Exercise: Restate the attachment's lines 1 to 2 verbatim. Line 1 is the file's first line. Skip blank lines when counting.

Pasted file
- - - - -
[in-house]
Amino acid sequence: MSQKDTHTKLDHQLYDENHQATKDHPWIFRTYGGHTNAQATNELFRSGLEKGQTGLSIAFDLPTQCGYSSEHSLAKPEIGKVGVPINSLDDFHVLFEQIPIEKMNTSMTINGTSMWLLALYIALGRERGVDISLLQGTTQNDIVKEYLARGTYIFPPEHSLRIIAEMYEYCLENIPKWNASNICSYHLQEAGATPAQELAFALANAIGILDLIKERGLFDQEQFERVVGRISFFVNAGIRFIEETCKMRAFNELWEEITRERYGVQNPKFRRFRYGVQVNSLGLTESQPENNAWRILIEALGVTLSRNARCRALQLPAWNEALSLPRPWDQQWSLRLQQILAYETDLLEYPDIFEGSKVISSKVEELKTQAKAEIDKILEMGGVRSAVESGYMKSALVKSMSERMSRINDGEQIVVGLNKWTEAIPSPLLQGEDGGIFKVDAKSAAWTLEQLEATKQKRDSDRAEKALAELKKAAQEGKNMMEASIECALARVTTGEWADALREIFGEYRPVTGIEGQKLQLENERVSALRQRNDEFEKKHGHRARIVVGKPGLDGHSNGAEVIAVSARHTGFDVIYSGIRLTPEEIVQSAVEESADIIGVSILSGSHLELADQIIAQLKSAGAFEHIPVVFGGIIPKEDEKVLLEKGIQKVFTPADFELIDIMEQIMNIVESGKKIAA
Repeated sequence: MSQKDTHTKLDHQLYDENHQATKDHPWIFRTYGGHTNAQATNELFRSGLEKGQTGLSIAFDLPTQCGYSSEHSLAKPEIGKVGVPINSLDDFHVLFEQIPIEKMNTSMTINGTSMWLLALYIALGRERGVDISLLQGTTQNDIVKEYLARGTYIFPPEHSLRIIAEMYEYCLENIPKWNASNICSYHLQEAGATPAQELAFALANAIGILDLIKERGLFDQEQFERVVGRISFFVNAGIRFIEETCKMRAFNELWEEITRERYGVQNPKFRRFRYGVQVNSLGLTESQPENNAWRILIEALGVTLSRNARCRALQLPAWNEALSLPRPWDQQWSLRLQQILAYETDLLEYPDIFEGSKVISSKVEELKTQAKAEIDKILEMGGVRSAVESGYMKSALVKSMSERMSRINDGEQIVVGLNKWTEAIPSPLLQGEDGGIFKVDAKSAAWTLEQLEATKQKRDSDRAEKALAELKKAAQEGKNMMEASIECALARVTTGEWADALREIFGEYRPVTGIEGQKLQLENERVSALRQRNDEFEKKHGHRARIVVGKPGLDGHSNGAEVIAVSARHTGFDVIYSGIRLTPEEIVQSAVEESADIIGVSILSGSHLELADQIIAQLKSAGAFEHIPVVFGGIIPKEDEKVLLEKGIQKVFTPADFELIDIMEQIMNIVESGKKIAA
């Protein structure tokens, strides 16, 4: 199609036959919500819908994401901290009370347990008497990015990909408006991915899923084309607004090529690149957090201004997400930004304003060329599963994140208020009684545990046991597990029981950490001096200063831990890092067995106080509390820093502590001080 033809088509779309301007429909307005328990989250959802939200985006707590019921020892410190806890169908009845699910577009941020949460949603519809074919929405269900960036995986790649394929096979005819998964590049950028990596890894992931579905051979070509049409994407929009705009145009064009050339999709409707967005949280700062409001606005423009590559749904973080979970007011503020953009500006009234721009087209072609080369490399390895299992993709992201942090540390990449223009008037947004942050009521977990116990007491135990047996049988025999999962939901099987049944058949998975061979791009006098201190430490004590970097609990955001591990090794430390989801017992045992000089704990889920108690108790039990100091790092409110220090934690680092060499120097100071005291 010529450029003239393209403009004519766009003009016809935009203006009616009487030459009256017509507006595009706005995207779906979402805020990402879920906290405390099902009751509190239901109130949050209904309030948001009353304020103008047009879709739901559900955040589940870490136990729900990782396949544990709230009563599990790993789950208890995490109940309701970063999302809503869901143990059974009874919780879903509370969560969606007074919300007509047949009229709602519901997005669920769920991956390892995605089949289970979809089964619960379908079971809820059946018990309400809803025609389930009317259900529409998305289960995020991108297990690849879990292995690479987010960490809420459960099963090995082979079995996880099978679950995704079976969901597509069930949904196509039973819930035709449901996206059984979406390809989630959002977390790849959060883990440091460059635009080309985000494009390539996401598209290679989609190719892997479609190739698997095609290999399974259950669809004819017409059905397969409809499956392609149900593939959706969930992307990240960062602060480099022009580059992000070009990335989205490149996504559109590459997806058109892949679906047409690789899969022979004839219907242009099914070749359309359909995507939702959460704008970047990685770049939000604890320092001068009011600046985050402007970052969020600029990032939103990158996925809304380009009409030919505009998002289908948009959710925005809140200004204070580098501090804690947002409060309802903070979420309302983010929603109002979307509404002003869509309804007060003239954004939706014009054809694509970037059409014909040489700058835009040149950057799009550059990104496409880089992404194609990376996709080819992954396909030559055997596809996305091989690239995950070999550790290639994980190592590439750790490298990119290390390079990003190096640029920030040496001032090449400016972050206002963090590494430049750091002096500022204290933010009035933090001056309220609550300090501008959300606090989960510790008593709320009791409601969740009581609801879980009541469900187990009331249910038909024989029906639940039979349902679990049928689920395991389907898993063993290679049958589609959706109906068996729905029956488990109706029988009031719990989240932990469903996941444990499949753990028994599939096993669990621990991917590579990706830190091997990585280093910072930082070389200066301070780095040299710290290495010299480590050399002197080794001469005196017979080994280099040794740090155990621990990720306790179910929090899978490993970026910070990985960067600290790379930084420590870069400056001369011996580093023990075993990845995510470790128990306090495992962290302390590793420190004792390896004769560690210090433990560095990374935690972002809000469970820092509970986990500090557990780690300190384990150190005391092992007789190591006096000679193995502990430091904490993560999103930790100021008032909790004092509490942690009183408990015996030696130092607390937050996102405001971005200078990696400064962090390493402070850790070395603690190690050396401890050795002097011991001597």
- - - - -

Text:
[in-house]
Amino acid sequence: MSQKDTHTKLDHQLYDENHQATKDHPWIFRTYGGHTNAQATNELFRSGLEKGQTGLSIAFDLPTQCGYSSEHSLAKPEIGKVGVPINSLDDFHVLFEQIPIEKMNTSMTINGTSMWLLALYIALGRERGVDISLLQGTTQNDIVKEYLARGTYIFPPEHSLRIIAEMYEYCLENIPKWNASNICSYHLQEAGATPAQELAFALANAIGILDLIKERGLFDQEQFERVVGRISFFVNAGIRFIEETCKMRAFNELWEEITRERYGVQNPKFRRFRYGVQVNSLGLTESQPENNAWRILIEALGVTLSRNARCRALQLPAWNEALSLPRPWDQQWSLRLQQILAYETDLLEYPDIFEGSKVISSKVEELKTQAKAEIDKILEMGGVRSAVESGYMKSALVKSMSERMSRINDGEQIVVGLNKWTEAIPSPLLQGEDGGIFKVDAKSAAWTLEQLEATKQKRDSDRAEKALAELKKAAQEGKNMMEASIECALARVTTGEWADALREIFGEYRPVTGIEGQKLQLENERVSALRQRNDEFEKKHGHRARIVVGKPGLDGHSNGAEVIAVSARHTGFDVIYSGIRLTPEEIVQSAVEESADIIGVSILSGSHLELADQIIAQLKSAGAFEHIPVVFGGIIPKEDEKVLLEKGIQKVFTPADFELIDIMEQIMNIVESGKKIAA